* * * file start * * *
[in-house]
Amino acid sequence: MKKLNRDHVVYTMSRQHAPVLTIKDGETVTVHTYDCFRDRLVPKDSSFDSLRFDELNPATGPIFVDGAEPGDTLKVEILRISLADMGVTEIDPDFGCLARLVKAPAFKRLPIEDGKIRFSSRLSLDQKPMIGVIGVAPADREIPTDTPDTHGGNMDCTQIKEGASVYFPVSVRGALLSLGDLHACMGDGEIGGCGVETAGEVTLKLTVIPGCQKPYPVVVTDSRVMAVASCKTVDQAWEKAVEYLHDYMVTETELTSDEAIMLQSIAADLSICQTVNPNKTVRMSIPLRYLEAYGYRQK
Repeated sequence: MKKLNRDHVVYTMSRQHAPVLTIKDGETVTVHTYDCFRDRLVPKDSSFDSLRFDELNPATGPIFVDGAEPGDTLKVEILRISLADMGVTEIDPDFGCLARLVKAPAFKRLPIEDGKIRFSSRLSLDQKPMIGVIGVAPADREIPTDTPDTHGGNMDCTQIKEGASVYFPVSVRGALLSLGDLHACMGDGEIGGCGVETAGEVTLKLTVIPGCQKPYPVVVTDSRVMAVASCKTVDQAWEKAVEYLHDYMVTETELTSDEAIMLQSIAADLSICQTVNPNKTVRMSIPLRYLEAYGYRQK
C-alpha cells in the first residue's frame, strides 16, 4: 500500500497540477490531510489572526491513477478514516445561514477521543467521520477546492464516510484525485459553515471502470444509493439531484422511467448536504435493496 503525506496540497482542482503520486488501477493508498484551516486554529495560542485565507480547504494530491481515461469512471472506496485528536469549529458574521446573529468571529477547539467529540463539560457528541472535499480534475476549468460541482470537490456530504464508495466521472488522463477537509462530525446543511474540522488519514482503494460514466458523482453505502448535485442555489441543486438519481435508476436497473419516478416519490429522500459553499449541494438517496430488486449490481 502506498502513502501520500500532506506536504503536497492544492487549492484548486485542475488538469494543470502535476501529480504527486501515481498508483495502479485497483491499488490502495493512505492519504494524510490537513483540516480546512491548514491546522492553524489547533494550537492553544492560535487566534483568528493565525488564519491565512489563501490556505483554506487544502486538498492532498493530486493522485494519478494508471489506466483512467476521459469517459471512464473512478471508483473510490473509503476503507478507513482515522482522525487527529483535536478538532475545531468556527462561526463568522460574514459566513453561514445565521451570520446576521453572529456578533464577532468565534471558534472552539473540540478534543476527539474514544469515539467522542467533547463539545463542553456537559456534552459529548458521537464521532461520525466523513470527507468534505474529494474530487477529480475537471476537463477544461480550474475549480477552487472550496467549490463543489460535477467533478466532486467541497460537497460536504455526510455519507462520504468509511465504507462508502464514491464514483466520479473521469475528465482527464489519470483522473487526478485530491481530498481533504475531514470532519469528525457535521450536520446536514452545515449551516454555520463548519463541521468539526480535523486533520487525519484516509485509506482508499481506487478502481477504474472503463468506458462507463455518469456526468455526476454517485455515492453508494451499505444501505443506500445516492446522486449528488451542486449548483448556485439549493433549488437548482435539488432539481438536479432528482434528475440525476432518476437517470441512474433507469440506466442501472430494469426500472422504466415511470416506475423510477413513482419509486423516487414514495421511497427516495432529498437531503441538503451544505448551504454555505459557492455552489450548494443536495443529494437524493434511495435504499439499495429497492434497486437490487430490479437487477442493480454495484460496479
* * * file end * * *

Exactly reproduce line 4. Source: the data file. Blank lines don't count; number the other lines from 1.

C-alpha cells in the first residue's frame, strides 16, 4: 500500500497540477490531510489572526491513477478514516445561514477521543467521520477546492464516510484525485459553515471502470444509493439531484422511467448536504435493496 503525506496540497482542482503520486488501477493508498484551516486554529495560542485565507480547504494530491481515461469512471472506496485528536469549529458574521446573529468571529477547539467529540463539560457528541472535499480534475476549468460541482470537490456530504464508495466521472488522463477537509462530525446543511474540522488519514482503494460514466458523482453505502448535485442555489441543486438519481435508476436497473419516478416519490429522500459553499449541494438517496430488486449490481 502506498502513502501520500500532506506536504503536497492544492487549492484548486485542475488538469494543470502535476501529480504527486501515481498508483495502479485497483491499488490502495493512505492519504494524510490537513483540516480546512491548514491546522492553524489547533494550537492553544492560535487566534483568528493565525488564519491565512489563501490556505483554506487544502486538498492532498493530486493522485494519478494508471489506466483512467476521459469517459471512464473512478471508483473510490473509503476503507478507513482515522482522525487527529483535536478538532475545531468556527462561526463568522460574514459566513453561514445565521451570520446576521453572529456578533464577532468565534471558534472552539473540540478534543476527539474514544469515539467522542467533547463539545463542553456537559456534552459529548458521537464521532461520525466523513470527507468534505474529494474530487477529480475537471476537463477544461480550474475549480477552487472550496467549490463543489460535477467533478466532486467541497460537497460536504455526510455519507462520504468509511465504507462508502464514491464514483466520479473521469475528465482527464489519470483522473487526478485530491481530498481533504475531514470532519469528525457535521450536520446536514452545515449551516454555520463548519463541521468539526480535523486533520487525519484516509485509506482508499481506487478502481477504474472503463468506458462507463455518469456526468455526476454517485455515492453508494451499505444501505443506500445516492446522486449528488451542486449548483448556485439549493433549488437548482435539488432539481438536479432528482434528475440525476432518476437517470441512474433507469440506466442501472430494469426500472422504466415511470416506475423510477413513482419509486423516487414514495421511497427516495432529498437531503441538503451544505448551504454555505459557492455552489450548494443536495443529494437524493434511495435504499439499495429497492434497486437490487430490479437487477442493480454495484460496479